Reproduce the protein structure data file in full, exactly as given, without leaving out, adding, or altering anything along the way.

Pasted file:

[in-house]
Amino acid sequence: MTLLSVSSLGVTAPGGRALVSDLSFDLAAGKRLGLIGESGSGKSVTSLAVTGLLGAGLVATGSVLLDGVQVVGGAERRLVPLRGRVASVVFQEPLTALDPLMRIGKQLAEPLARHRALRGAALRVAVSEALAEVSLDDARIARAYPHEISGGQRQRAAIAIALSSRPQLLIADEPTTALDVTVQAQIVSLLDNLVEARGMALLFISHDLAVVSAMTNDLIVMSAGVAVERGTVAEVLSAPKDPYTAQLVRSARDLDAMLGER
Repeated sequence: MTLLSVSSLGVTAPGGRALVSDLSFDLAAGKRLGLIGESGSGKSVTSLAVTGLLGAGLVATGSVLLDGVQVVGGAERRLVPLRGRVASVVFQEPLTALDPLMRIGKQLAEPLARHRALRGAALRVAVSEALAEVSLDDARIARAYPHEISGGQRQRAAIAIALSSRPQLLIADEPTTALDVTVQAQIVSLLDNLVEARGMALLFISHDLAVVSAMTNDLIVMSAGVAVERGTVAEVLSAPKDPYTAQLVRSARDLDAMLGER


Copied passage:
[in-house]
Amino acid sequence: MTLLSVSSLGVTAPGGRALVSDLSFDLAAGKRLGLIGESGSGKSVTSLAVTGLLGAGLVATGSVLLDGVQVVGGAERRLVPLRGRVASVVFQEPLTALDPLMRIGKQLAEPLARHRALRGAALRVAVSEALAEVSLDDARIARAYPHEISGGQRQRAAIAIALSSRPQLLIADEPTTALDVTVQAQIVSLLDNLVEARGMALLFISHDLAVVSAMTNDLIVMSAGVAVERGTVAEVLSAPKDPYTAQLVRSARDLDAMLGER
Repeated sequence: MTLLSVSSLGVTAPGGRALVSDLSFDLAAGKRLGLIGESGSGKSVTSLAVTGLLGAGLVATGSVLLDGVQVVGGAERRLVPLRGRVASVVFQEPLTALDPLMRIGKQLAEPLARHRALRGAALRVAVSEALAEVSLDDARIARAYPHEISGGQRQRAAIAIALSSRPQLLIADEPTTALDVTVQAQIVSLLDNLVEARGMALLFISHDLAVVSAMTNDLIVMSAGVAVERGTVAEVLSAPKDPYTAQLVRSARDLDAMLGER